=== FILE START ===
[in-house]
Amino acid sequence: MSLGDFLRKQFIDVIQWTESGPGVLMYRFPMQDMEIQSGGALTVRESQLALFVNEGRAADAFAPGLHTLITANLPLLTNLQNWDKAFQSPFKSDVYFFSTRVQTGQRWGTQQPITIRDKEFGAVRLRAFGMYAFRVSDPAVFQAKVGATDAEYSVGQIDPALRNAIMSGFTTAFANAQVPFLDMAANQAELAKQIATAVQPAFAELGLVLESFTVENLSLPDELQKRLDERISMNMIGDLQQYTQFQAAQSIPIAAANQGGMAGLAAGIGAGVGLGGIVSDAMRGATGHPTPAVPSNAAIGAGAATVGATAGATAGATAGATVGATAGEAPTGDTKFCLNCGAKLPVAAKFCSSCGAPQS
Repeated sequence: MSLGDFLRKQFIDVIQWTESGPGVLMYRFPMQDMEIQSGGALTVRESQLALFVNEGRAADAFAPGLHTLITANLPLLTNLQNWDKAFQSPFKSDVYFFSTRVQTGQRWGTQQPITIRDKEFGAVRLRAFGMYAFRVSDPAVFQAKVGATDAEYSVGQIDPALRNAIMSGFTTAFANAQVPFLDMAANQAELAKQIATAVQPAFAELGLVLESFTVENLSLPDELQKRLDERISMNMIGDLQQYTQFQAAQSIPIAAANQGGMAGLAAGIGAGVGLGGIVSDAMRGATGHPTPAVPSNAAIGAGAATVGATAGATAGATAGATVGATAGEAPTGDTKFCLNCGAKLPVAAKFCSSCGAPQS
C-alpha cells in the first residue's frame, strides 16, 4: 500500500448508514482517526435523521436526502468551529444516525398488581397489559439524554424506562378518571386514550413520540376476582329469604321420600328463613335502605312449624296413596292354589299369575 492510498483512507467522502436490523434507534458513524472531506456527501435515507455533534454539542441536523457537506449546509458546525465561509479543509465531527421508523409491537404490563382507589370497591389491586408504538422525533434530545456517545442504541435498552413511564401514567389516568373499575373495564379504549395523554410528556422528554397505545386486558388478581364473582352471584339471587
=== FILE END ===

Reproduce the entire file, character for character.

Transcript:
[in-house]
Amino acid sequence: MSLGDFLRKQFIDVIQWTESGPGVLMYRFPMQDMEIQSGGALTVRESQLALFVNEGRAADAFAPGLHTLITANLPLLTNLQNWDKAFQSPFKSDVYFFSTRVQTGQRWGTQQPITIRDKEFGAVRLRAFGMYAFRVSDPAVFQAKVGATDAEYSVGQIDPALRNAIMSGFTTAFANAQVPFLDMAANQAELAKQIATAVQPAFAELGLVLESFTVENLSLPDELQKRLDERISMNMIGDLQQYTQFQAAQSIPIAAANQGGMAGLAAGIGAGVGLGGIVSDAMRGATGHPTPAVPSNAAIGAGAATVGATAGATAGATAGATVGATAGEAPTGDTKFCLNCGAKLPVAAKFCSSCGAPQS
Repeated sequence: MSLGDFLRKQFIDVIQWTESGPGVLMYRFPMQDMEIQSGGALTVRESQLALFVNEGRAADAFAPGLHTLITANLPLLTNLQNWDKAFQSPFKSDVYFFSTRVQTGQRWGTQQPITIRDKEFGAVRLRAFGMYAFRVSDPAVFQAKVGATDAEYSVGQIDPALRNAIMSGFTTAFANAQVPFLDMAANQAELAKQIATAVQPAFAELGLVLESFTVENLSLPDELQKRLDERISMNMIGDLQQYTQFQAAQSIPIAAANQGGMAGLAAGIGAGVGLGGIVSDAMRGATGHPTPAVPSNAAIGAGAATVGATAGATAGATAGATVGATAGEAPTGDTKFCLNCGAKLPVAAKFCSSCGAPQS
C-alpha cells in the first residue's frame, strides 16, 4: 500500500448508514482517526435523521436526502468551529444516525398488581397489559439524554424506562378518571386514550413520540376476582329469604321420600328463613335502605312449624296413596292354589299369575 492510498483512507467522502436490523434507534458513524472531506456527501435515507455533534454539542441536523457537506449546509458546525465561509479543509465531527421508523409491537404490563382507589370497591389491586408504538422525533434530545456517545442504541435498552413511564401514567389516568373499575373495564379504549395523554410528556422528554397505545386486558388478581364473582352471584339471587